Gore Vidal’s Narratives of Empire series…
This week I have begun to read the first volume of Gore Vidal’s classic serialisation of novels which chronicle the history of the United States from its Founding Fathers until the heyday of the Cold War in 1954. Narratives of Empire combines historical fact with fiction in the form of astute wit and insight so typical of Gore Vidal. The prose is typical Vidal, a man famous for his impressions of US Presidents past, it is difficult not to read the book without hearing Vidal’s voice throughout. In Burr, we see almost immediately the deliciously gossipy side of politics in the late 1700s.
Narrated through the eyes of the fictional Charles Schermerhorn Schuyler, it can be viewed in two parts, an account of New York life from that period and President Burr’s own recollections to Schuyler of British colonial rule and the fight for independence. Most fascinating of all perhaps, is (will be!) the dual to the death between Burr and Alexander Hamilton in 1804 in which Burr killed Hamilton in retaliation for spreading the rumour that he was sleeping with his own daughter, Theodosia. How the elite must have enjoyed that particular scandal, Presidential incest must surely beat Clinton’s cigar antics in the grand scheme of things?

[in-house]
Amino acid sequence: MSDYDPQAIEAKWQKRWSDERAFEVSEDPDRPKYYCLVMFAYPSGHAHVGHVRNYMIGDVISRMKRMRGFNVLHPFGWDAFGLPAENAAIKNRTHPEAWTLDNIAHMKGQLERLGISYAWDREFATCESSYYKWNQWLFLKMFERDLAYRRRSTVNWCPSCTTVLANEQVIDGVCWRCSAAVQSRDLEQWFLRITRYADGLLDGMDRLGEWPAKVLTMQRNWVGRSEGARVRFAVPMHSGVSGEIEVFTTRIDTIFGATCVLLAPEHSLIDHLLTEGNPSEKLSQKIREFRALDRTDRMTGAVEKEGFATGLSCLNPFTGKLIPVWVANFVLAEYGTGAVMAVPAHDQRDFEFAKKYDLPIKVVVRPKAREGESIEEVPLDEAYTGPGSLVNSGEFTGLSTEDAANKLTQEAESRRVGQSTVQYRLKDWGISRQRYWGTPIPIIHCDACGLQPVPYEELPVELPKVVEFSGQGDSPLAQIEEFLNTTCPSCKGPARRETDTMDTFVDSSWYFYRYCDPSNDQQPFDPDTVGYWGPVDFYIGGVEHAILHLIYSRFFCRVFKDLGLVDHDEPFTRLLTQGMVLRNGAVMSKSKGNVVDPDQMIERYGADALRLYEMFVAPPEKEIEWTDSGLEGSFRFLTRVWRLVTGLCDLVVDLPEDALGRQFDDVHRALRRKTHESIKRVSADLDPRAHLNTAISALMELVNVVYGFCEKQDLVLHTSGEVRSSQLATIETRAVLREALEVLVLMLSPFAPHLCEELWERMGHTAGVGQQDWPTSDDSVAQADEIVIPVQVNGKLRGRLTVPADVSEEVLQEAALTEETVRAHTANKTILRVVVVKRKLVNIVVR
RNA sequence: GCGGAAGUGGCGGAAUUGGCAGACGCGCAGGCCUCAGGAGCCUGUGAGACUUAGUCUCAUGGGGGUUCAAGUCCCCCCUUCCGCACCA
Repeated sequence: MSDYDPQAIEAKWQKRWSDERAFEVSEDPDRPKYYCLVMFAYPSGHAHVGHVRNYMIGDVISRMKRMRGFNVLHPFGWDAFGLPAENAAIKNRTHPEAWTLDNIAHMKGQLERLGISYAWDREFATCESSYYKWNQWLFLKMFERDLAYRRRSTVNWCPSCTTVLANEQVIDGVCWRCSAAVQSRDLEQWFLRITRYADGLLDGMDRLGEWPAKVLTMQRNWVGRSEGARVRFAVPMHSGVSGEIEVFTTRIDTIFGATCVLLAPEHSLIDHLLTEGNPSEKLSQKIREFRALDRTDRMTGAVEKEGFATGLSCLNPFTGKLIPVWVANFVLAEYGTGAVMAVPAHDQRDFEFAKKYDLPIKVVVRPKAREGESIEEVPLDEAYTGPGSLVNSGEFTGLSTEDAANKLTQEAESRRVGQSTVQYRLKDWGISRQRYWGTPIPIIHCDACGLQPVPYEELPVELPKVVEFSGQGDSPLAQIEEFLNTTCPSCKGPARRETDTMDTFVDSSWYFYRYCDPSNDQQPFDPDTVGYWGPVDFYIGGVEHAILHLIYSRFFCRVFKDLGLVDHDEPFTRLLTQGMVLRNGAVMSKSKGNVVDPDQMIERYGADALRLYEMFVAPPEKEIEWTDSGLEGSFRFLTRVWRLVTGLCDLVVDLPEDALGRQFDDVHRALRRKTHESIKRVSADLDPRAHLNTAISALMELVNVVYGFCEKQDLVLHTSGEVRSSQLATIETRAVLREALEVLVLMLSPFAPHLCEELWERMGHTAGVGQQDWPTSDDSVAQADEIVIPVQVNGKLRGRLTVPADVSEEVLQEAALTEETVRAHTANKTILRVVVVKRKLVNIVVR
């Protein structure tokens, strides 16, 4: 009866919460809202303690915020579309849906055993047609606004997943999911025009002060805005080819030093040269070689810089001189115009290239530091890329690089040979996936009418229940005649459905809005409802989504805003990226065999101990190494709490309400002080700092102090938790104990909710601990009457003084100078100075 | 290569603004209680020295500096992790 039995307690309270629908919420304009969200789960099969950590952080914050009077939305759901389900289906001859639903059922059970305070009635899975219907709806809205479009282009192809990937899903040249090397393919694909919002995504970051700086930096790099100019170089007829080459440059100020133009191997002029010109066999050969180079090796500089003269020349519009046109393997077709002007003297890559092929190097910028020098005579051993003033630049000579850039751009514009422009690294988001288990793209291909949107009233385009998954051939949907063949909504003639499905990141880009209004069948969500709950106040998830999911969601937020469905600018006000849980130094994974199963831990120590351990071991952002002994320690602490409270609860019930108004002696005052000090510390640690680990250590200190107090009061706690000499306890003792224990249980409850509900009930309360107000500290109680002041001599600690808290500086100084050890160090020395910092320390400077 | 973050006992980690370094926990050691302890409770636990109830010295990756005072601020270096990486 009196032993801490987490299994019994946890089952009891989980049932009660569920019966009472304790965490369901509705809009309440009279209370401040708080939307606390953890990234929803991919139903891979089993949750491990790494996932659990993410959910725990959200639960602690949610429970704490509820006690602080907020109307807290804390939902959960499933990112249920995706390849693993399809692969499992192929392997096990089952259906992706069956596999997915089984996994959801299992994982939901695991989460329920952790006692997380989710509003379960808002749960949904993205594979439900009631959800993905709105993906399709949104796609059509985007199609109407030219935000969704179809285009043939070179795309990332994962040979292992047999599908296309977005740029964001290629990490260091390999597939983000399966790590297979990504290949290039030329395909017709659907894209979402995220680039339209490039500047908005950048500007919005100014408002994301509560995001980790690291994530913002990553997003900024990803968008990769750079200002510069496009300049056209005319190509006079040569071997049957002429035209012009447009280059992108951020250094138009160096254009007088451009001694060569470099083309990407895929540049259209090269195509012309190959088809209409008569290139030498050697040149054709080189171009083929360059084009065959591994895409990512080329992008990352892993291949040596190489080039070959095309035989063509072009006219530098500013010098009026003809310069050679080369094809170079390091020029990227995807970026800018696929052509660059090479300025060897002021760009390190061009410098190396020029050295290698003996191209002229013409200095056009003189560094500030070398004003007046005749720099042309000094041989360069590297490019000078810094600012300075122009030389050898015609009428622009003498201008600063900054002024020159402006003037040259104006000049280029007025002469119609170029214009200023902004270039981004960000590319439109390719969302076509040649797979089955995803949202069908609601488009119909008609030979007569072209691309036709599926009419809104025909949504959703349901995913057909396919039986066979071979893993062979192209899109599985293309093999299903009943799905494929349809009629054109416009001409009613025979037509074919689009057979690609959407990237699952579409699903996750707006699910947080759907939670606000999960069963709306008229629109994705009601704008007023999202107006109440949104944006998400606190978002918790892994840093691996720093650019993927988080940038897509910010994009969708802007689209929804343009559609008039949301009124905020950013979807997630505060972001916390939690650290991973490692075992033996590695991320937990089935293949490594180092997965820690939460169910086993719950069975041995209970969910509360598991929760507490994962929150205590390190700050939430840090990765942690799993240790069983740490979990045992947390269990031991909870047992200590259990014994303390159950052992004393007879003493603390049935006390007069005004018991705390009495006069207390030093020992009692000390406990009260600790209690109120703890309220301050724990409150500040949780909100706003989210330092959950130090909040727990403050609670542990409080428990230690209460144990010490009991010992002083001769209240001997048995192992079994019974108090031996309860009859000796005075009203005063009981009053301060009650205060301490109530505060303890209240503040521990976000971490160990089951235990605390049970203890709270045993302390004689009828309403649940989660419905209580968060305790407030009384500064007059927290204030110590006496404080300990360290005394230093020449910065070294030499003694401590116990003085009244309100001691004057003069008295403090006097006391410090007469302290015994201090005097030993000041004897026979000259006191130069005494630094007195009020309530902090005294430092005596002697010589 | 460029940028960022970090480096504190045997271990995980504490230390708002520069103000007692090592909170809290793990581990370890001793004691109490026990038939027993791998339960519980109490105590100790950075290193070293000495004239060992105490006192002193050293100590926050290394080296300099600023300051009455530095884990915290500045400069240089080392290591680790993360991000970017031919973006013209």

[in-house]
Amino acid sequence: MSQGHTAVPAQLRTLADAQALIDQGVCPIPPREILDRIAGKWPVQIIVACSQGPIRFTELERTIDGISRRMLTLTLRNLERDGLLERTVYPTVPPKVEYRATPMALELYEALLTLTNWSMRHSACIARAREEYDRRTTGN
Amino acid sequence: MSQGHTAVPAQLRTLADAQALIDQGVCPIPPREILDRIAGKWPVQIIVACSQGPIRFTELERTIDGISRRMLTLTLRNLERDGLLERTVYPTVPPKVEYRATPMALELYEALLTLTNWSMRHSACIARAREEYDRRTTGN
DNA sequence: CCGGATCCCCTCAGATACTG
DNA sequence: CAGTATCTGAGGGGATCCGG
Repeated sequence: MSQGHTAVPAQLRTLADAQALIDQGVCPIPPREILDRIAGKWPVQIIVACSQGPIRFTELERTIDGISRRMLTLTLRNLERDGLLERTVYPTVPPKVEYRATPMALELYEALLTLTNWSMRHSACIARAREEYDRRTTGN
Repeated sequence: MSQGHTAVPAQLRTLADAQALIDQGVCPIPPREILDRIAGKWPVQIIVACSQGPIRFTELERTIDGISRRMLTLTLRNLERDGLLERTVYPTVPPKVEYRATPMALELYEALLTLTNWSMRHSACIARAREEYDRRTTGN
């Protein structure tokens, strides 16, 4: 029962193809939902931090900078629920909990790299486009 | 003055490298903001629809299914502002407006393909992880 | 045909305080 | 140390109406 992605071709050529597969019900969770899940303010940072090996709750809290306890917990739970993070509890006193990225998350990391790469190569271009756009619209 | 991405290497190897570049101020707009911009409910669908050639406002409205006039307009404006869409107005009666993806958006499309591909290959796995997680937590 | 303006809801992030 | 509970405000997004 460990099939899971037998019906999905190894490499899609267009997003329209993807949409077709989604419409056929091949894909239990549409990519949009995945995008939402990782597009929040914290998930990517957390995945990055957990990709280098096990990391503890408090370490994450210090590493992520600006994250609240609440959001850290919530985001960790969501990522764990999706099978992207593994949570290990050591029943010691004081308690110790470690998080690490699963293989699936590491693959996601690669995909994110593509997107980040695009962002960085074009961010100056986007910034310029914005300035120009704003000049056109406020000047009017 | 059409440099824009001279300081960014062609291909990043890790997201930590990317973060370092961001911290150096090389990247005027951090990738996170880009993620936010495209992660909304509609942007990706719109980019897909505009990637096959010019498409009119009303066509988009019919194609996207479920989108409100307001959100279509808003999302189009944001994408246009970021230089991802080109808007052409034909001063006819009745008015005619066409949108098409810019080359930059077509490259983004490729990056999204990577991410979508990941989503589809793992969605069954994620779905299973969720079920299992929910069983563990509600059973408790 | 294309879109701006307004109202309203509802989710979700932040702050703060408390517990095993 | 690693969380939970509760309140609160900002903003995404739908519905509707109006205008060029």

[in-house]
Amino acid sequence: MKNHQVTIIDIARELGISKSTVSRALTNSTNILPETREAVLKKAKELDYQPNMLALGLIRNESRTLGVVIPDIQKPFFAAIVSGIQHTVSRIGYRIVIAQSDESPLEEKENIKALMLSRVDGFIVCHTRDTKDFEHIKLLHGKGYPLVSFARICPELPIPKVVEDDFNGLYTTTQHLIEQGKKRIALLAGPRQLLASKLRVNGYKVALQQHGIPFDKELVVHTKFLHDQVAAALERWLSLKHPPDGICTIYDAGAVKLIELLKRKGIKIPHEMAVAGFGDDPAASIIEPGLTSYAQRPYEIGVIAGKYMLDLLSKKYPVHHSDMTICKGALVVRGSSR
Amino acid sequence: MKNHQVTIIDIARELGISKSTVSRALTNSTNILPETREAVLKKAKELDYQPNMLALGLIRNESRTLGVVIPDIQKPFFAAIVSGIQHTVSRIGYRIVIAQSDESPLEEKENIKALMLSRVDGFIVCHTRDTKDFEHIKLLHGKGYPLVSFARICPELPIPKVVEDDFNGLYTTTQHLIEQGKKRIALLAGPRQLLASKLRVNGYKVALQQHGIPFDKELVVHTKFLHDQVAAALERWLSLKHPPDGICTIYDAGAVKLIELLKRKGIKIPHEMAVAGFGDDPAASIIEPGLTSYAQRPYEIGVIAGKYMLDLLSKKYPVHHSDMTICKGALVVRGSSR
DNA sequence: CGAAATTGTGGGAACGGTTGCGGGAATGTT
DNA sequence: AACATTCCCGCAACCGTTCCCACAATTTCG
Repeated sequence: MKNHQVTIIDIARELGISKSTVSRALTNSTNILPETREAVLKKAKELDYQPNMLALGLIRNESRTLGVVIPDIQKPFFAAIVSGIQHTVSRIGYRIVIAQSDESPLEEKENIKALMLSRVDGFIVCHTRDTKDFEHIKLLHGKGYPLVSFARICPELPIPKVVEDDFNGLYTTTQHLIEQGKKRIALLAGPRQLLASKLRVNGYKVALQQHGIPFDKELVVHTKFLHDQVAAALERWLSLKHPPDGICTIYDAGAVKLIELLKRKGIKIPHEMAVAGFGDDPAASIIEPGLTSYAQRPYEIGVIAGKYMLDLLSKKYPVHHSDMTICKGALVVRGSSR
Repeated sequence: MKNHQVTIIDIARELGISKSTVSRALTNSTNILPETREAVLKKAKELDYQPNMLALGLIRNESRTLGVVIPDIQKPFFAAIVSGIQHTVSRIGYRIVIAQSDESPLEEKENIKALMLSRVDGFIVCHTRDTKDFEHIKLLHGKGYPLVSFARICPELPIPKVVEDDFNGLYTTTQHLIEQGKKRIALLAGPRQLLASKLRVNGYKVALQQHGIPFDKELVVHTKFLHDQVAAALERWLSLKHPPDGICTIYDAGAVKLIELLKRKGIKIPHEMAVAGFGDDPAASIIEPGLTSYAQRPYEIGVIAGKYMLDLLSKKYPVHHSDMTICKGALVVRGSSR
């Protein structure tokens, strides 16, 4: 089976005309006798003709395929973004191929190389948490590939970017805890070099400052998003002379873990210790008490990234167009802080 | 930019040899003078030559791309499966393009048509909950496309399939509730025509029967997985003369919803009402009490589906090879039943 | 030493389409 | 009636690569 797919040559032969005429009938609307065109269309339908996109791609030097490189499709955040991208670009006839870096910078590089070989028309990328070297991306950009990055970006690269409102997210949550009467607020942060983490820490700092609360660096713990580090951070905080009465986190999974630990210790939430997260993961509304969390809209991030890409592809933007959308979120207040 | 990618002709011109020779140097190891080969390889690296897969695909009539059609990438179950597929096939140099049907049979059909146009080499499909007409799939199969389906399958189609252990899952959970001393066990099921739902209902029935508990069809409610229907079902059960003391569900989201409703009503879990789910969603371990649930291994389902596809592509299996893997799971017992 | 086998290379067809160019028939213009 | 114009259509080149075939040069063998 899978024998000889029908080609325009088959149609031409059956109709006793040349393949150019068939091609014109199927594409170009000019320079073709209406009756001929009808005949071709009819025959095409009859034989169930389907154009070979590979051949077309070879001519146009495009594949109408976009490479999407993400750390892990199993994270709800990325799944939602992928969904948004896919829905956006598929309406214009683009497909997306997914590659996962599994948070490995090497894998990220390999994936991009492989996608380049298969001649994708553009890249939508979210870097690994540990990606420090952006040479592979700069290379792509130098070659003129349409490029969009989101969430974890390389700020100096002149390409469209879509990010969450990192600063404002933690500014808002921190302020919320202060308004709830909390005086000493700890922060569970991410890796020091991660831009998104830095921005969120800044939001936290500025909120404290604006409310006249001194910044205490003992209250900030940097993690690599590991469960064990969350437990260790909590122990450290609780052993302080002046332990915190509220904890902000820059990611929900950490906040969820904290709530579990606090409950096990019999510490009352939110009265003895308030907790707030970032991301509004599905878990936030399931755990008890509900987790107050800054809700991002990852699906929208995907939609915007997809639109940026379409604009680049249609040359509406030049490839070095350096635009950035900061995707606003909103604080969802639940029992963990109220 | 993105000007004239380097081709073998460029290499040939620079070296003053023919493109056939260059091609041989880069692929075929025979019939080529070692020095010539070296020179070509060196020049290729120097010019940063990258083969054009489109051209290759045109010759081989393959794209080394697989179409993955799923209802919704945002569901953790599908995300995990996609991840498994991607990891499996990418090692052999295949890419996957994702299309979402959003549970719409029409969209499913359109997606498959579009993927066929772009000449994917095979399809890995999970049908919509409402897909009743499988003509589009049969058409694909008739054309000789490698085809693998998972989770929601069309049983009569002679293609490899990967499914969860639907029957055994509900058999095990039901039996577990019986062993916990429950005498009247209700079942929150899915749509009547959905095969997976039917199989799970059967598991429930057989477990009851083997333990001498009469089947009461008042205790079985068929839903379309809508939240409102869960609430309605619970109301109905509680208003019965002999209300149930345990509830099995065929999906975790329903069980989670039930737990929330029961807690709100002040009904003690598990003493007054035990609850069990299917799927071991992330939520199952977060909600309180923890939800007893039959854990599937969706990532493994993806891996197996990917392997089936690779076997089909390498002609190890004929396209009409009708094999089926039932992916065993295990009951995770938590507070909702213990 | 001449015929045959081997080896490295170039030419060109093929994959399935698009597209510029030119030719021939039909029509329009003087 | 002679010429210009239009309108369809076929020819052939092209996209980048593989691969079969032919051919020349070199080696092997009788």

It is set to be a remarkable read, Vidal himself seemed to live through and witness most of what really mattered in American politics and society in the last century and the inclusion of Hollywood and its conception is a clever one. Vidal long stressed how other countries views of America were so much different to its own perceptions and in the novel he demonstrates how this new movie business sought to influence world opinion in that regard.
So as the long, dark nights consume us all in the UK I shall read away the hours in the presence of Mr Vidal. It could be worse, much worse.
Categories: The Reading Room